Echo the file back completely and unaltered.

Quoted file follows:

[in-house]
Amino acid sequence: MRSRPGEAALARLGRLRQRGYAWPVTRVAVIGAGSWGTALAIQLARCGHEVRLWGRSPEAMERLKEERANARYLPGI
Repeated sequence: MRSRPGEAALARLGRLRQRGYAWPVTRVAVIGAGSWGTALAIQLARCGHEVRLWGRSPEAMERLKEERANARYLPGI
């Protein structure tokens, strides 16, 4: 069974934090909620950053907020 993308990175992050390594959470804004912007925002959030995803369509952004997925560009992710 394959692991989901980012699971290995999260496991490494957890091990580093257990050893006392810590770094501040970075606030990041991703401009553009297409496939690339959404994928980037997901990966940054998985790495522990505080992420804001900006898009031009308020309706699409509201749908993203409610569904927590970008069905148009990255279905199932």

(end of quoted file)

[in-house]
Amino acid sequence: MRSRPGEAALARLGRLRQRGYAWPVTRVAVIGAGSWGTALAIQLARCGHEVRLWGRSPEAMERLKEERANARYLPGI
Repeated sequence: MRSRPGEAALARLGRLRQRGYAWPVTRVAVIGAGSWGTALAIQLARCGHEVRLWGRSPEAMERLKEERANARYLPGI
């Protein structure tokens, strides 16, 4: 069974934090909620950053907020 993308990175992050390594959470804004912007925002959030995803369509952004997925560009992710 394959692991989901980012699971290995999260496991490494957890091990580093257990050893006392810590770094501040970075606030990041991703401009553009297409496939690339959404994928980037997901990966940054998985790495522990505080992420804001900006898009031009308020309706699409509201749908993203409610569904927590970008069905148009990255279905199932």